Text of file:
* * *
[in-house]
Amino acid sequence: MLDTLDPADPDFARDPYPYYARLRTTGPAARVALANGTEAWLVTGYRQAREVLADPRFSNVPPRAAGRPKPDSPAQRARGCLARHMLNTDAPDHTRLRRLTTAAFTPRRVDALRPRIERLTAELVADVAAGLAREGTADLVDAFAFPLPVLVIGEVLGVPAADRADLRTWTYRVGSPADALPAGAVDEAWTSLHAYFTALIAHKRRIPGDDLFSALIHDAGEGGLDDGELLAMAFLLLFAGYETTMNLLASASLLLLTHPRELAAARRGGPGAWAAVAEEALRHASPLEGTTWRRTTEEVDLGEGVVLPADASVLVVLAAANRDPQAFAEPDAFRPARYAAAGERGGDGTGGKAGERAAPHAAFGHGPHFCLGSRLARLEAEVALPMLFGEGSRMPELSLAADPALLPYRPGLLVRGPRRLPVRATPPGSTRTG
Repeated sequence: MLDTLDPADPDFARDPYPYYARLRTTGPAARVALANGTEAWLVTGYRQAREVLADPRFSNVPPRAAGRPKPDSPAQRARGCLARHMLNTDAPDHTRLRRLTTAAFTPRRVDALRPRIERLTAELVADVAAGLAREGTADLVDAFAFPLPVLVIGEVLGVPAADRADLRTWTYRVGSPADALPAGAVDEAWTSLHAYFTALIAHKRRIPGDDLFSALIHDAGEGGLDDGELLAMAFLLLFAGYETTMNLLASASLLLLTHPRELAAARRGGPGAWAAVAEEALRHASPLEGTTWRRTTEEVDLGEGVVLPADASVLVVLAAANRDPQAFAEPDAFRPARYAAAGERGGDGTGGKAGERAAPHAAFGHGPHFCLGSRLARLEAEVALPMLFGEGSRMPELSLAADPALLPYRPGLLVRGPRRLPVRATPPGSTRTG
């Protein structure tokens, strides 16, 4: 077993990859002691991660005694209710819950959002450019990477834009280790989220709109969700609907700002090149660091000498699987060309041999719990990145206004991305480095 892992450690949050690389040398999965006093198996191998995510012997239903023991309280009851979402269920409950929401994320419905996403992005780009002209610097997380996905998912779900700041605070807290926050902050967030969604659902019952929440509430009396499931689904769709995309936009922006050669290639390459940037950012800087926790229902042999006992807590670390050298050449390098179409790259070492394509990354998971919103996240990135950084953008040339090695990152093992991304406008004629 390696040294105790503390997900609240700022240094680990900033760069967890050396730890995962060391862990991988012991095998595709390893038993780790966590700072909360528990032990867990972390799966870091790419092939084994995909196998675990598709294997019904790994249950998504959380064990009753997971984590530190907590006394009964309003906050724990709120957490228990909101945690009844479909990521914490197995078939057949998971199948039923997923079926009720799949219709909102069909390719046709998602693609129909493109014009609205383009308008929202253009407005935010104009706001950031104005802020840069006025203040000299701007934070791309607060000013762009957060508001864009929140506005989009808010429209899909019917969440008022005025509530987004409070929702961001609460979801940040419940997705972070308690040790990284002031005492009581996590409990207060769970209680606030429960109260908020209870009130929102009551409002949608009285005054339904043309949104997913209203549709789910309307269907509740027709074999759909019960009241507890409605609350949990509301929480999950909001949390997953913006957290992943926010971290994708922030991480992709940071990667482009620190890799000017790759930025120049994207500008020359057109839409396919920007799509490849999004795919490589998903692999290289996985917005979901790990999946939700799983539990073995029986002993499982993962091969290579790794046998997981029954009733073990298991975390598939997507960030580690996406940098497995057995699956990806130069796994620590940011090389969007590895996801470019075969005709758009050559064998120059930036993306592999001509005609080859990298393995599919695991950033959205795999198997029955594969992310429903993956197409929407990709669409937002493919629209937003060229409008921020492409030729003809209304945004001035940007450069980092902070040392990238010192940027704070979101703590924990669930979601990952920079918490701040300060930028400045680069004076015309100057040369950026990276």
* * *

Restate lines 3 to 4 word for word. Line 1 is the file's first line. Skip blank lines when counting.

Repeated sequence: MLDTLDPADPDFARDPYPYYARLRTTGPAARVALANGTEAWLVTGYRQAREVLADPRFSNVPPRAAGRPKPDSPAQRARGCLARHMLNTDAPDHTRLRRLTTAAFTPRRVDALRPRIERLTAELVADVAAGLAREGTADLVDAFAFPLPVLVIGEVLGVPAADRADLRTWTYRVGSPADALPAGAVDEAWTSLHAYFTALIAHKRRIPGDDLFSALIHDAGEGGLDDGELLAMAFLLLFAGYETTMNLLASASLLLLTHPRELAAARRGGPGAWAAVAEEALRHASPLEGTTWRRTTEEVDLGEGVVLPADASVLVVLAAANRDPQAFAEPDAFRPARYAAAGERGGDGTGGKAGERAAPHAAFGHGPHFCLGSRLARLEAEVALPMLFGEGSRMPELSLAADPALLPYRPGLLVRGPRRLPVRATPPGSTRTG
């Protein structure tokens, strides 16, 4: 077993990859002691991660005694209710819950959002450019990477834009280790989220709109969700609907700002090149660091000498699987060309041999719990990145206004991305480095 892992450690949050690389040398999965006093198996191998995510012997239903023991309280009851979402269920409950929401994320419905996403992005780009002209610097997380996905998912779900700041605070807290926050902050967030969604659902019952929440509430009396499931689904769709995309936009922006050669290639390459940037950012800087926790229902042999006992807590670390050298050449390098179409790259070492394509990354998971919103996240990135950084953008040339090695990152093992991304406008004629 390696040294105790503390997900609240700022240094680990900033760069967890050396730890995962060391862990991988012991095998595709390893038993780790966590700072909360528990032990867990972390799966870091790419092939084994995909196998675990598709294997019904790994249950998504959380064990009753997971984590530190907590006394009964309003906050724990709120957490228990909101945690009844479909990521914490197995078939057949998971199948039923997923079926009720799949219709909102069909390719046709998602693609129909493109014009609205383009308008929202253009407005935010104009706001950031104005802020840069006025203040000299701007934070791309607060000013762009957060508001864009929140506005989009808010429209899909019917969440008022005025509530987004409070929702961001609460979801940040419940997705972070308690040790990284002031005492009581996590409990207060769970209680606030429960109260908020209870009130929102009551409002949608009285005054339904043309949104997913209203549709789910309307269907509740027709074999759909019960009241507890409605609350949990509301929480999950909001949390997953913006957290992943926010971290994708922030991480992709940071990667482009620190890799000017790759930025120049994207500008020359057109839409396919920007799509490849999004795919490589998903692999290289996985917005979901790990999946939700799983539990073995029986002993499982993962091969290579790794046998997981029954009733073990298991975390598939997507960030580690996406940098497995057995699956990806130069796994620590940011090389969007590895996801470019075969005709758009050559064998120059930036993306592999001509005609080859990298393995599919695991950033959205795999198997029955594969992310429903993956197409929407990709669409937002493919629209937003060229409008921020492409030729003809209304945004001035940007450069980092902070040392990238010192940027704070979101703590924990669930979601990952920079918490701040300060930028400045680069004076015309100057040369950026990276």